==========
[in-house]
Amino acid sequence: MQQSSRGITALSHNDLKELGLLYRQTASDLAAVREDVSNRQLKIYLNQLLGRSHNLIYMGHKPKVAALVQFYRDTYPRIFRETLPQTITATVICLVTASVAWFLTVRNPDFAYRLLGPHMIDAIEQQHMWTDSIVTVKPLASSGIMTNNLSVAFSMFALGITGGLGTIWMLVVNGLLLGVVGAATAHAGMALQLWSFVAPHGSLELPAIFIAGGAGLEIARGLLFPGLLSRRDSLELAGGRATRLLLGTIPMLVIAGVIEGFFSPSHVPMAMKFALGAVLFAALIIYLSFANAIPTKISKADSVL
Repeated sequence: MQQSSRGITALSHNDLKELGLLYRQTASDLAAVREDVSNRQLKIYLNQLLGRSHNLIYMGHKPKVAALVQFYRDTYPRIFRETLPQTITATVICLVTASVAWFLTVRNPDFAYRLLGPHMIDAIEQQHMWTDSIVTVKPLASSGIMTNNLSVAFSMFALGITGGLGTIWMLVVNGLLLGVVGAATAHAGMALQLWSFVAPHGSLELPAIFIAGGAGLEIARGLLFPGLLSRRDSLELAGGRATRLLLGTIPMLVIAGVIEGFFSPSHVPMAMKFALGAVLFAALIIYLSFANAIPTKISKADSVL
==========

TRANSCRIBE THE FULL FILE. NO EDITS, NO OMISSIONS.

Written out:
[in-house]
Amino acid sequence: MQQSSRGITALSHNDLKELGLLYRQTASDLAAVREDVSNRQLKIYLNQLLGRSHNLIYMGHKPKVAALVQFYRDTYPRIFRETLPQTITATVICLVTASVAWFLTVRNPDFAYRLLGPHMIDAIEQQHMWTDSIVTVKPLASSGIMTNNLSVAFSMFALGITGGLGTIWMLVVNGLLLGVVGAATAHAGMALQLWSFVAPHGSLELPAIFIAGGAGLEIARGLLFPGLLSRRDSLELAGGRATRLLLGTIPMLVIAGVIEGFFSPSHVPMAMKFALGAVLFAALIIYLSFANAIPTKISKADSVL
Repeated sequence: MQQSSRGITALSHNDLKELGLLYRQTASDLAAVREDVSNRQLKIYLNQLLGRSHNLIYMGHKPKVAALVQFYRDTYPRIFRETLPQTITATVICLVTASVAWFLTVRNPDFAYRLLGPHMIDAIEQQHMWTDSIVTVKPLASSGIMTNNLSVAFSMFALGITGGLGTIWMLVVNGLLLGVVGAATAHAGMALQLWSFVAPHGSLELPAIFIAGGAGLEIARGLLFPGLLSRRDSLELAGGRATRLLLGTIPMLVIAGVIEGFFSPSHVPMAMKFALGAVLFAALIIYLSFANAIPTKISKADSVL